Do you have any advice for how to cultivate that digital relationship with other journalists?

Yes, I have advice for cultivating digital relationships with journalists: (more…)

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Most of my Facebook updates get zero likes. That’s fine. My updates aren’t that interesting, and I do a better job of engaging on Twitter.

But this update yesterday got more than 70 likes and 15 comments:

Facebook algorithm postFacebook is enormously successful and powerful. And I don’t for a minute think that my friends and my friends’ friends are representative of Facebook users.

But I do sense (and feel) a growing dissatisfaction with the Facebook user experience. I think this giant might be ripe for disruption.

Facebook, don’t assume you’ll thrive forever just because you’re so damned important to people’s lives. That’s what newspapers did.

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Morning Sun Facebook updateRick Mills, editor of the Morning Sun in Mt. Pleasant, Mich., shared an important Facebook lesson with me this afternoon (added links and updated a bit):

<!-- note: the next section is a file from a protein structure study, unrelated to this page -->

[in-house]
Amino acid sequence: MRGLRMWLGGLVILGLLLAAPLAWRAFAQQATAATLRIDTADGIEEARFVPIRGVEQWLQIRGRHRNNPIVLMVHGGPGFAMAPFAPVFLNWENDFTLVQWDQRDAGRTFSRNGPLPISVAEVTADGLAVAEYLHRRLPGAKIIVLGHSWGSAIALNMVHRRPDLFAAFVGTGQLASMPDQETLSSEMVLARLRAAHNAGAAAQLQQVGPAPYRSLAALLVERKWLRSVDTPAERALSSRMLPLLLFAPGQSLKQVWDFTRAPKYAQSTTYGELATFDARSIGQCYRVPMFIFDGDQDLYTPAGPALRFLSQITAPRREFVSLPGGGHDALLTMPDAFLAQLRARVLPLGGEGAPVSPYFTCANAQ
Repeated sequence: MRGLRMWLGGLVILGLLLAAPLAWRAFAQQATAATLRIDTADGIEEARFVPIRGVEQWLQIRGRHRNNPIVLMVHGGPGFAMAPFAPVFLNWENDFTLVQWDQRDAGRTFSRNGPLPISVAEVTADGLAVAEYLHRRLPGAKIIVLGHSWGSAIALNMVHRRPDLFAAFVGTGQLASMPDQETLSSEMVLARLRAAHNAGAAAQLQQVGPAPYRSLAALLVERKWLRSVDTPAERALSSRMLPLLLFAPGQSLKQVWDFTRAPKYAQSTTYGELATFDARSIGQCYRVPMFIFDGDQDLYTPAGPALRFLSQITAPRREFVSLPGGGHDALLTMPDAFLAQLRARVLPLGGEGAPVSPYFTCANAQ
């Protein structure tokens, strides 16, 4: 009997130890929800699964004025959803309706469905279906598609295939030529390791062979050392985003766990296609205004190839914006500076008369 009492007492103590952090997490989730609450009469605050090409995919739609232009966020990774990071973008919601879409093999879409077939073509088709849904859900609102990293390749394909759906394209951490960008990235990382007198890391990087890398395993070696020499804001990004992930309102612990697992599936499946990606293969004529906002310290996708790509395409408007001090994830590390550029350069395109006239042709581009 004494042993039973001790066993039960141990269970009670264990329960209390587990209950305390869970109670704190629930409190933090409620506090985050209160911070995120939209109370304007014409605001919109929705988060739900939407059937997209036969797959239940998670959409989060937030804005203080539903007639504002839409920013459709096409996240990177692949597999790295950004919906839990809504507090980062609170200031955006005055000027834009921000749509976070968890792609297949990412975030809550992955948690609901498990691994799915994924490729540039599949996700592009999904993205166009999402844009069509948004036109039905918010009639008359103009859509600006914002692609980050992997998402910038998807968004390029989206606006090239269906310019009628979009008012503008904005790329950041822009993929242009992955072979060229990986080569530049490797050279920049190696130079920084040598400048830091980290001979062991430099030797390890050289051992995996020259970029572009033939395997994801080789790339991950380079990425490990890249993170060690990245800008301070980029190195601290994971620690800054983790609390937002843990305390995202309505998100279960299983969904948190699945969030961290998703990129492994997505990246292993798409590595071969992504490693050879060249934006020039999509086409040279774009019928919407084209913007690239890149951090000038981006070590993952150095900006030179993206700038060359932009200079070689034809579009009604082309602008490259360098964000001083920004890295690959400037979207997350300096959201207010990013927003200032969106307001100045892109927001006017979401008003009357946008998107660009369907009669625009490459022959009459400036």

You always think it’s the big stuff, the breaking news… but I posted something today about a popular local restaurant closing. Since then we’ve got 70 new followers, it’s been seen by more than 15,000 people, 69 have commented.

Lesson: It’s not always about tragedy. It’s about community, about the people we cover and the things they do. But I guess we already knew that.

The Morning Sun, by the way, is one of our newsrooms that has a bigger audience on Facebook than in the morning newspaper. Weekday print circulation is about 7,000. Sunday is over 8,000. Facebook fans topped 10,300 today.

Note in the screengrab above that the post has been shared more than 200 times. “Likes” aren’t very high (probably because it’s bad news and Facebook hasn’t added a “dislike” option yet).